Turks in Saudi Arabia

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Turks in Saudi Arabia
Total population
120,000[1] to 160,000[2]
Including those who have been naturalised:
200,000[3]
Regions with significant populations
Riyadh, Jeddah, Mecca
Languages
Religion
Islam

Turks in Saudi Arabia (Turkish: Suudi Arabistan Türkleri) are either Turkish people who live in Saudi Arabia even though having been born outside Saudi Arabia, or are Saudi Arabian-born, but have Turkish roots. By Turkish roots, this could mean roots linking back to Turkey, the island of Cyprus or the communities of the Turkish diaspora.

History[edit]

Starting in the 1970s, economic relations between Turkey and Saudi Arabia grew.[4] In 1977, there was 6,500 Turks in Saudi Arabia, 5,000 of which were officially reported workers.[5][6][7][8]

Emigration of Turkish workers to Saudi Arabia[9][10]
Year Population
1961–1973 4
1974–1980 26,739
1981–1985 107,994
1991–1995 150,654

Business[edit]

There are some 2,100 Turkish-operated hairdresser shops, 3,200 restaurants, and 1,900 furniture stores in Saudi Arabia.[11]

Religion[edit]

Turkish people living in Saudi Arabia are Sunni Muslims. Turkish laborers returning from Riyadh seem to be less likely to espouse Shariah (Islamic law) than those living in European countries.[12]

Notable Turks in Saudi Arabia[edit]

See also[edit]

References[edit]

Bibliography[edit]

  • Ergener, Reşit (2002), About Turkey: Geography, Economy, Politics, Religion, and Culture, Pilgrims Process, ISBN 0-9710609-6-7 .
  • Fuller, Graham E. (2008), The new Turkish republic: Turkey as a pivotal state in the Muslim world, US Institute of Peace Press, ISBN 1-60127-019-4 .
  • Hale, William M. (1981), The Political and Economic Development of modern Turkey, Taylor & Francis, ISBN 0-7099-0014-7 .
  • Harzig, Christiane; Juteau, Danielle; Schmitt, Irina (2006), The Social Construction of Diversity: Recasting the Master Narrative of Industrial Nations, Berghahn Books, ISBN 1-57181-376-4 .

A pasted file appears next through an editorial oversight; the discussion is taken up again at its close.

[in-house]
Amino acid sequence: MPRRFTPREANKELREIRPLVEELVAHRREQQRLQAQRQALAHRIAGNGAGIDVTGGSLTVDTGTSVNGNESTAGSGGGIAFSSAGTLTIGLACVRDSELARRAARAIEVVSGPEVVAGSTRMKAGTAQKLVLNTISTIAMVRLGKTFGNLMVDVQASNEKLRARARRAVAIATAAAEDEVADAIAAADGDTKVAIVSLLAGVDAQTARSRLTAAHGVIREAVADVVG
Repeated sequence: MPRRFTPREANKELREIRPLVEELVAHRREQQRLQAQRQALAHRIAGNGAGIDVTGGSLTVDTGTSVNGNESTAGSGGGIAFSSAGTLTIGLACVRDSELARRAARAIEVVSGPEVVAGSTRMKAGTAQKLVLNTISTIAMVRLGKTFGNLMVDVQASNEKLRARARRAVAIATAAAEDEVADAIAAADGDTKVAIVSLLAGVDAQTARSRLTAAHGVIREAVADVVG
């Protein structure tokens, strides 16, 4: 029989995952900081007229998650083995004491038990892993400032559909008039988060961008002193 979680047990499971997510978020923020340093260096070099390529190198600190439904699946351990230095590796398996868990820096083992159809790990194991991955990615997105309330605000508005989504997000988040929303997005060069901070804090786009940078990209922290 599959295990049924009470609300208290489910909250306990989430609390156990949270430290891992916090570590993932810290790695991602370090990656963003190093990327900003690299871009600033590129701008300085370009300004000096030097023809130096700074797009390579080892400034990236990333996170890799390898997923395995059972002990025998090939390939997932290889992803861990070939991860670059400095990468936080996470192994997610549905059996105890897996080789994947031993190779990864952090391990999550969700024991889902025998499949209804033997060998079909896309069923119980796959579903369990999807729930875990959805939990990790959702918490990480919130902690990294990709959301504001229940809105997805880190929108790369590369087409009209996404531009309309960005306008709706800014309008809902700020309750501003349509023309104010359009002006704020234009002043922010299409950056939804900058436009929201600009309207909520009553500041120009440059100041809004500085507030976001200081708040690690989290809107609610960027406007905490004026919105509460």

• Jung, Dietrich; Piccoli, Wolfango (2001), Turkey at the Crossroads: Ottoman Legacies and a Greater Middle East, Zed Books, ISBN 1-85649-867-0 .
  • Karpat, Kemal H. (2004), Studies on Turkish Politics and Society: Selected Articles and Essays:Volume 94 of Social, economic, and political studies of the Middle East, BRILL, ISBN 90-04-13322-4 .
  • Koslowski, Rey (2004), Intnl Migration and Globalization Domestic Politics, Taylor & Francis, ISBN 0-203-48837-7 .
  • Organisation for Economic Co-operation and Development (1997), Trends in International Migration: Continuous Reporting System on Migration: Annual Report 1996, OECD Publishing, ISBN 92-64-15508-2 .
  • Papademetriou, Demetrios G.; Martin, Philip L. (1991), The Unsettled Relationship: Labor Migration and Economic Development, Greenwood Publishing Group, ISBN 0-313-25463-X .
  • Sirageldin, Ismail Abdel-Hamid (2003), Human Capital: Population Economics in the Middle East, American University in Cairo Press, ISBN 977-424-711-6 .
  • Unan, Elif (2009), MICROECONOMIC DETERMINANTS OF TURKISH WORKERS REMITTANCES: SURVEY RESULTS FOR FRANCE-TURKEY, http://gdri.dreem.free.fr: Galatasaray University